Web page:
*all cancers with the exception of non-melanoma skin cancer

 

* All cancers except non-melanoma skin cancer, based on data from laboratories for pathological anatomy
Explanation of timeline:
- Population screening halted: temporary halt in population screening for breast, cervical, and colon cancer
- Awareness campaign: Campaign from health care sector, patient groups and government. Call directed to the general public to consult a physician if experiencing symptoms.
- Peak of epidemic in Belgium: Peak in the number of confirmed COVID-19 cases in Belgium.


 

Explanation of timeline:
- Number of new cancer diagnoses based on data from laboratories for pathological anatomy
- Population screening halted: temporary halt in population screening for breast, cervical, and colon cancer
- Awareness campaign: Campaign from health care sector, patient groups and government. Call directed to the general public to consult a physician if experiencing symptoms.
- Peak of epidemic in Belgium: Peak in the number of confirmed COVID-19 cases in Belgium.

* All cancers except non-melanoma skin cancer, based on data from laboratories for pathological anatomy

Number of new cancer diagnoses based on data from laboratories for pathological anatomy

 

Contact: Katia Emmerechts 0477 273 163

Download the press release in PDF format
 

Reports 

 

We proudly present our latest publication: Cancer Burden in Belgium 2004 - 2017:

 

              

 

The Belgian Cancer Registry regularly publishes the results of its activities. You can find them in the 'Cancer Incidence in Belgium' reports. You can download the different volumes on the corresponding page.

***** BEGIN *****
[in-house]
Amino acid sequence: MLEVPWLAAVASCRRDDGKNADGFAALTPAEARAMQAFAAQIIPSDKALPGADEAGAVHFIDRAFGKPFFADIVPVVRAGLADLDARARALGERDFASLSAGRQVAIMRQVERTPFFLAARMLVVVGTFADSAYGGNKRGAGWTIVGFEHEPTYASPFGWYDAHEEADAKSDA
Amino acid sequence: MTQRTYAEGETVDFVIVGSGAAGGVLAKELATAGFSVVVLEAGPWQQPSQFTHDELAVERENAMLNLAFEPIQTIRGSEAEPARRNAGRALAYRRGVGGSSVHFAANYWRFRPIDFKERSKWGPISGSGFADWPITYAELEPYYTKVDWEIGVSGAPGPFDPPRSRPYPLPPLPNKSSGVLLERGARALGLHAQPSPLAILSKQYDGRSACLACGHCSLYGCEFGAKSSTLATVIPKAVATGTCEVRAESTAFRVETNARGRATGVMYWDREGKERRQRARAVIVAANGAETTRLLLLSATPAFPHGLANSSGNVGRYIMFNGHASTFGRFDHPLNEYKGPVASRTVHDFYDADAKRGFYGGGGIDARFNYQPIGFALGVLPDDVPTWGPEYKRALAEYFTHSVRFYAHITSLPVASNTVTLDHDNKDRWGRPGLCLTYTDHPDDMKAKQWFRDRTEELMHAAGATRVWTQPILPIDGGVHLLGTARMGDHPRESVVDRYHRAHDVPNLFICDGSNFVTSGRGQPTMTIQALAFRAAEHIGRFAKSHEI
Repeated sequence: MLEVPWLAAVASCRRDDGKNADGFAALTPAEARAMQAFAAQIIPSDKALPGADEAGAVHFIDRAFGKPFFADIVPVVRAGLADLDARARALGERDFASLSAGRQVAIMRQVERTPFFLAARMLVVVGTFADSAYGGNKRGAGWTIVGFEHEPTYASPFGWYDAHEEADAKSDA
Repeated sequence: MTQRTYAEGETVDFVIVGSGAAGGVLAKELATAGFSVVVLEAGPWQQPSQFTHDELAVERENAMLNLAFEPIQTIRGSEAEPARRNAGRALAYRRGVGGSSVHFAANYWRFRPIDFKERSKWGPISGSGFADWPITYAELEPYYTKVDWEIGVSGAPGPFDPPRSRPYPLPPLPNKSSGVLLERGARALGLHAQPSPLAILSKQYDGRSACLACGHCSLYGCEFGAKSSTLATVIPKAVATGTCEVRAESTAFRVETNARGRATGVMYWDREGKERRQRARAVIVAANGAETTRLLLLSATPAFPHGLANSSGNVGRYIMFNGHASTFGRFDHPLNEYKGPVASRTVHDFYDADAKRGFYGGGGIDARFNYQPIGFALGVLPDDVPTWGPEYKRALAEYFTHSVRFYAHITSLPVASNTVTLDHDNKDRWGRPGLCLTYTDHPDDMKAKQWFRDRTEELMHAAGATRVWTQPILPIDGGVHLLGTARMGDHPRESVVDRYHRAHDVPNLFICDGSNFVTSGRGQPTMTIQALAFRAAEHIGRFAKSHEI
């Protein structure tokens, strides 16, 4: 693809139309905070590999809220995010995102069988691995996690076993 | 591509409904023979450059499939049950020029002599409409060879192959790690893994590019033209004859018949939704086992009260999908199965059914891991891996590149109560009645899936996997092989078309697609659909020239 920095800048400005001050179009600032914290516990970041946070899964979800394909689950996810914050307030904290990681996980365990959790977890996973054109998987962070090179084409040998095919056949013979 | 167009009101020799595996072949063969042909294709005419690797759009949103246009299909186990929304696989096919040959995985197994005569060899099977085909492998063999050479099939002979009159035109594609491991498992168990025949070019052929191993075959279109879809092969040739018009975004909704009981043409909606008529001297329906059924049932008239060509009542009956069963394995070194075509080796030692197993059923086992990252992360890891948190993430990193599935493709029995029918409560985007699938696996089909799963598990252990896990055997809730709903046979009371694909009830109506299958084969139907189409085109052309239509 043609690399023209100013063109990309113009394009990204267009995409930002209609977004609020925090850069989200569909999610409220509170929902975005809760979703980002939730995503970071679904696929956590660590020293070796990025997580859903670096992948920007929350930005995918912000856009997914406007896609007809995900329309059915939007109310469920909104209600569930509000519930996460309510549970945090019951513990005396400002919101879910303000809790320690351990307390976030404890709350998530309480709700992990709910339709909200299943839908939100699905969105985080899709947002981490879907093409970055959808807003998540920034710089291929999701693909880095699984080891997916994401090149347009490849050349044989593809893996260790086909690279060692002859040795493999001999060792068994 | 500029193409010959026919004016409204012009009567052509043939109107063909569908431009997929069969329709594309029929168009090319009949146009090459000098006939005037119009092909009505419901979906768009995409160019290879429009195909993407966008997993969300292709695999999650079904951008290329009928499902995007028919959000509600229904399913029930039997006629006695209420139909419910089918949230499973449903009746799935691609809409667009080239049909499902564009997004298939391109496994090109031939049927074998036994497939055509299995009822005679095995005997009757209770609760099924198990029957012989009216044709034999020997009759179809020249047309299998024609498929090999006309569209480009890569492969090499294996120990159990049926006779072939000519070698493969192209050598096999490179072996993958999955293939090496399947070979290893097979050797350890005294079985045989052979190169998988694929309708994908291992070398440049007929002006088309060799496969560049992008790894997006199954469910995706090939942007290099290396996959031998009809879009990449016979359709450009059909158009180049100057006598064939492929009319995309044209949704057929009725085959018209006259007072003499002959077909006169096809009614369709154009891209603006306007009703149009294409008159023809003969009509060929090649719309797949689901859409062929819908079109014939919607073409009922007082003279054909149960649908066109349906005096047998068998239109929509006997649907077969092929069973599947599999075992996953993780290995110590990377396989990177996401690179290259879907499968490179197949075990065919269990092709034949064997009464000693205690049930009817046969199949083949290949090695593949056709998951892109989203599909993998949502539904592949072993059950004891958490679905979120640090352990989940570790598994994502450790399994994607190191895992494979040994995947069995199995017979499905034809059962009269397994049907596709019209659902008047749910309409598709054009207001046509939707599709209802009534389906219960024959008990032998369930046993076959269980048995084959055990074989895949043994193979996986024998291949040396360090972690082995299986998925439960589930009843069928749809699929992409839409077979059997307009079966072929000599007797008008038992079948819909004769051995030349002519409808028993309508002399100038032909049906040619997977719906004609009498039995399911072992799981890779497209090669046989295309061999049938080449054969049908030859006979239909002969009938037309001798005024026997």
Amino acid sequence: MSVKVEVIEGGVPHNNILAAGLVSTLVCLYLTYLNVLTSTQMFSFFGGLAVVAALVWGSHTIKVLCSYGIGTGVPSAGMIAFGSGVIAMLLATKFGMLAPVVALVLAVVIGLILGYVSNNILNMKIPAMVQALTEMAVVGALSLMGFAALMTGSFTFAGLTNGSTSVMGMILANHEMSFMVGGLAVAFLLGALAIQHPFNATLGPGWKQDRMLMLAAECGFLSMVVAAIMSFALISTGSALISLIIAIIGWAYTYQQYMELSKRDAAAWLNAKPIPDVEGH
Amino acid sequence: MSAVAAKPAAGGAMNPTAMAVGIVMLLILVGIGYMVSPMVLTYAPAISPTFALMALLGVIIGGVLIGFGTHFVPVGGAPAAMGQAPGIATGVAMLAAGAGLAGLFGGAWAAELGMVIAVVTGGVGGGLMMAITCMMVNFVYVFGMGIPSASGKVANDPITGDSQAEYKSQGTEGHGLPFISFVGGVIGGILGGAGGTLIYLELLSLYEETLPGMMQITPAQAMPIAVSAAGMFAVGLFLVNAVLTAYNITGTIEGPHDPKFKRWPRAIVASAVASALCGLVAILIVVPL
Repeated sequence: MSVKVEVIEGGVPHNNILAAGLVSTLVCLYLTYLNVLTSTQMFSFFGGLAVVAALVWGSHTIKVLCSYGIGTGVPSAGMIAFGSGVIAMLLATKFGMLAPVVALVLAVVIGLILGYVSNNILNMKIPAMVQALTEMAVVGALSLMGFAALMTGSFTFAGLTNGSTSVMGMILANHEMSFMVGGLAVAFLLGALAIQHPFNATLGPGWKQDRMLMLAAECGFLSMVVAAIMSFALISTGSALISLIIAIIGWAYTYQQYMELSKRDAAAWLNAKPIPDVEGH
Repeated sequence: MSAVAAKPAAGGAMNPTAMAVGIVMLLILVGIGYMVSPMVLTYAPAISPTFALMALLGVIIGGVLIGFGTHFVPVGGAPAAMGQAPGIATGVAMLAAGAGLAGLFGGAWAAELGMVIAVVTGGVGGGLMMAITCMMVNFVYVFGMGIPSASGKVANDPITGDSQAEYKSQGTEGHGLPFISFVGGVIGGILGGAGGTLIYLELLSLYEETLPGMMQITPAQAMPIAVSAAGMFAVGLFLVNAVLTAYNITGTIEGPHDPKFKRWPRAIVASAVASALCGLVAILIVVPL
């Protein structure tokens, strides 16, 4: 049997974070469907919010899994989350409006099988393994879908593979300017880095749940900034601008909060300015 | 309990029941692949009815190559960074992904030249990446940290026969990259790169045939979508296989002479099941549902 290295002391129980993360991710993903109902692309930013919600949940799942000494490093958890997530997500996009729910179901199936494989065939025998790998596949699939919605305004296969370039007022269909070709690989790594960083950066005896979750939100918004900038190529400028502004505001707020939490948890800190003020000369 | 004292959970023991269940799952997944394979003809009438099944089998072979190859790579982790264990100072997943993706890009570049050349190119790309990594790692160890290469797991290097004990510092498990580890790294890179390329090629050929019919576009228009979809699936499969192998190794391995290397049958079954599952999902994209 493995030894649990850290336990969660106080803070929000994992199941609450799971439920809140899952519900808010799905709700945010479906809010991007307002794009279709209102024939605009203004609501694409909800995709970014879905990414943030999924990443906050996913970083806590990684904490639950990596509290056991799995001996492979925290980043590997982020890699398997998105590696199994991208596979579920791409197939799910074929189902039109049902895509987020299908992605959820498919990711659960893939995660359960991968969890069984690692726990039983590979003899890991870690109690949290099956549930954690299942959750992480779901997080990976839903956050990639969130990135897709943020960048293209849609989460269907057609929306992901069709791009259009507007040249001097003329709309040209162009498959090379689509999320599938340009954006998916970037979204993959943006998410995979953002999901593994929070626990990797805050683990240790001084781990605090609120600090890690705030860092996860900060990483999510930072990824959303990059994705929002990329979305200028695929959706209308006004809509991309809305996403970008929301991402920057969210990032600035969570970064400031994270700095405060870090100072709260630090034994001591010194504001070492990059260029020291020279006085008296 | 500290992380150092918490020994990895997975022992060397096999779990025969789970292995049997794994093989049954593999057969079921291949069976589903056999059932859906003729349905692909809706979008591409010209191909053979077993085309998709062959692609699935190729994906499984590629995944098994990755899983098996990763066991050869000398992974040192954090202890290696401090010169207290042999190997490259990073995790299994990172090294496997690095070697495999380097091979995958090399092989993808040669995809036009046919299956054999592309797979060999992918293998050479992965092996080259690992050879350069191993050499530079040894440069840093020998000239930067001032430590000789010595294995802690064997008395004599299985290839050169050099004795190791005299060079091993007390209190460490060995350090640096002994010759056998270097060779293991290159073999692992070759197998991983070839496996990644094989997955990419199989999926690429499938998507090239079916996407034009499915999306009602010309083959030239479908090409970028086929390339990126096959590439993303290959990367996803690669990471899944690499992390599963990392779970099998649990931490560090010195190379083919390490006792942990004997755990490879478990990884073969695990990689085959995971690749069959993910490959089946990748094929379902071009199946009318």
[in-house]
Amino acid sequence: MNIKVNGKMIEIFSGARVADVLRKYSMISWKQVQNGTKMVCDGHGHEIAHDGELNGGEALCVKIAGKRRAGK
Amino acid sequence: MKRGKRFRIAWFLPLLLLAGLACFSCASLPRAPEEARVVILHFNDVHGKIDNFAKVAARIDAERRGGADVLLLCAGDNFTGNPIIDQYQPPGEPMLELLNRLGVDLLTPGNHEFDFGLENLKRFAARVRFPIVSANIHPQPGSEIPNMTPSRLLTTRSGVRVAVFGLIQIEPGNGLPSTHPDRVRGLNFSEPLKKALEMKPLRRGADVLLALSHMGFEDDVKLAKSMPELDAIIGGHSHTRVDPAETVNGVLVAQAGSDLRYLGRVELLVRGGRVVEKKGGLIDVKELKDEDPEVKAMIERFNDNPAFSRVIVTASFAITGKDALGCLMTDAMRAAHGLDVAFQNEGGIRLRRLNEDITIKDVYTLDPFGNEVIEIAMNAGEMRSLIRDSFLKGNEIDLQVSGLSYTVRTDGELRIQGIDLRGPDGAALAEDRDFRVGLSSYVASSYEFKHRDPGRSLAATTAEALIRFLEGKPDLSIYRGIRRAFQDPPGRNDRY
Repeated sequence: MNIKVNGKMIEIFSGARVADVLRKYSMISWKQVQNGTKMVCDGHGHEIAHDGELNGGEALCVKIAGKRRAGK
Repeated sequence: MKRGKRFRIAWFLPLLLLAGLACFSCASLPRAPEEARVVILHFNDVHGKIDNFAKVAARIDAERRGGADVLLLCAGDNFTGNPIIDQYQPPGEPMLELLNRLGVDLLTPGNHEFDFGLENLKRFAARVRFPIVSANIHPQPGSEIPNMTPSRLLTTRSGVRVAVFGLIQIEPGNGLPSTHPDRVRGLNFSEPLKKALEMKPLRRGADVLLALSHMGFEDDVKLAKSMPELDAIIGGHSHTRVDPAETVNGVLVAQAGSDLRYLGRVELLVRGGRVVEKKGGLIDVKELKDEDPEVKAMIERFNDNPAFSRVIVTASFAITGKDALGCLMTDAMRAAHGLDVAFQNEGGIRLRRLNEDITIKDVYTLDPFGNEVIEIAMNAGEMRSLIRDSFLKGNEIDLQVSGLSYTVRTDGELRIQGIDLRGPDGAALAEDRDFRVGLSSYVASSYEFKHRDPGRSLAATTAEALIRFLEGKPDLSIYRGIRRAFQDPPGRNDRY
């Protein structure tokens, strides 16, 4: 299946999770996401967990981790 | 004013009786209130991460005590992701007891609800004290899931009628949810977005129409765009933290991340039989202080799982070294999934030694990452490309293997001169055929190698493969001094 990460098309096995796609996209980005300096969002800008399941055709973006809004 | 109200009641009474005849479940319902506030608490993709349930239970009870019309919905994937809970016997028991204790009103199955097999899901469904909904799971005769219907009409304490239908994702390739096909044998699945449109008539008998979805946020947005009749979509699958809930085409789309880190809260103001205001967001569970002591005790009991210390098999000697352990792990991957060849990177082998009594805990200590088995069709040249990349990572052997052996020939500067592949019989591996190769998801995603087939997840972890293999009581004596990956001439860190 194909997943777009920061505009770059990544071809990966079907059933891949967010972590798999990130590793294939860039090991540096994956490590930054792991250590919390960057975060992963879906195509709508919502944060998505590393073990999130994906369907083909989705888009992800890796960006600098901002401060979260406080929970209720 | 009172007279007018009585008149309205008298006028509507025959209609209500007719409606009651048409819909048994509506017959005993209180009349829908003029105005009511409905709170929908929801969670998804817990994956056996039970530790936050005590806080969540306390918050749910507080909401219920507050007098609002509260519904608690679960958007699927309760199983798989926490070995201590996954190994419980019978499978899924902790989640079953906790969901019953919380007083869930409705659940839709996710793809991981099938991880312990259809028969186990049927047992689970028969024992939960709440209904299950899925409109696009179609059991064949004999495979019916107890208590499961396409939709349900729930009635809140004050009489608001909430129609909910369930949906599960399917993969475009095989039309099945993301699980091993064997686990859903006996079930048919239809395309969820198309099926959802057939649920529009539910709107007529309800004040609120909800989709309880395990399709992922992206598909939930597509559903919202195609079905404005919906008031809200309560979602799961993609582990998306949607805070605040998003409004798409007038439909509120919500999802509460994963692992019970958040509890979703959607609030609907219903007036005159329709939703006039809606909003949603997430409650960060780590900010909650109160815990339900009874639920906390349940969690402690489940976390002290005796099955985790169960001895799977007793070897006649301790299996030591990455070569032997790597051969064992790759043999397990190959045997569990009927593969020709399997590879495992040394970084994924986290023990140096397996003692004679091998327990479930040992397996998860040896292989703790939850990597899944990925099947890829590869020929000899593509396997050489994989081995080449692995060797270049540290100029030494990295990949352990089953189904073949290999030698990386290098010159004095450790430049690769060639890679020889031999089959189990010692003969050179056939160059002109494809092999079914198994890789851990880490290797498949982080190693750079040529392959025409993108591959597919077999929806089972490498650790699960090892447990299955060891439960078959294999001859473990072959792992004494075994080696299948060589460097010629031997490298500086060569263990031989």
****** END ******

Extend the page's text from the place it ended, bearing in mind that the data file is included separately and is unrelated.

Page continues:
• "Cancer in Children and Adolescents, Belgium 2004-2016, Belgian Cancer Registry, Brussels, 2019"

 Download the publication in PDF format.

 

  • "Cancer in an Ageing Population in Belgium 20042016, Belgian Cancer Registry, Brussels, 2018"

 Download the publication in PDF format.

 

  • "Cancer Incidence Projections in Belgium, 2015 to 2025, Belgian Cancer Registry, Brussels 2017"

Download the publication in PDF format.

 

  • "Cancer burden in Belgium 2004-2013, Belgian Cancer Registry, Brussels 2015"

Download the publication and the press release in PDF format.

 

  • "Haematological malignancies in Belgium, Belgian Cancer Registry, Brussels 2015"

Download the publication in PDF format.

 

  • "Cancer Prevalence in Belgium 2010, Belgian Cancer Registry,  Brussels 2014"

Download the publication and the press release in PDF format.

 

  • "Cancer in Children and Adolescents, Belgian Cancer Registry, Brussels, 2013"

Download the publication in PDF format.

 

  • "Cancer Survival in Belgium, Belgian Cancer Registry, Brussels 2012"

Download the publication and the press release in PDF format.

 

  • "Cancer Incidence in Belgium, 2008, Belgian Cancer Registry, Brussels 2011"

Download the publication and the appendix in PDF format.

 

  • "Cancer Incidence in Belgium, 2004-2005, Belgian Cancer Registry, Brussels 2008"

Download the publication and the appendix in PDF format.

 

  • "E. Van Eycken, N. De Wever, Cancer Incidence and Survival in Flanders, 2000-2001.  Flemish Cancer Registry Network, VLK, Brussels, 2006"

Download the publication in PDF format.

 

  • Cancer Incidence 1997-1999

Download the publication in PDF format.

 

  • ICDO3

Download the publication and the appendix in PDF format.

 

  • Manual for Clinical Cancer Registration

Download the publication in PDF format.     

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Academic Session

Below, you can find the presentations from the Academic Session of December 3rd, 2018:

  • Trends in Cancer Incidence: Highlights; Frédéric Calay & Michael Rosskamp
  • Cancer in an Ageing Population: Dr. Lien van Walle
  • Perspectives for the Future: Dr. Liesbet Van Eycken

     

    Newsletters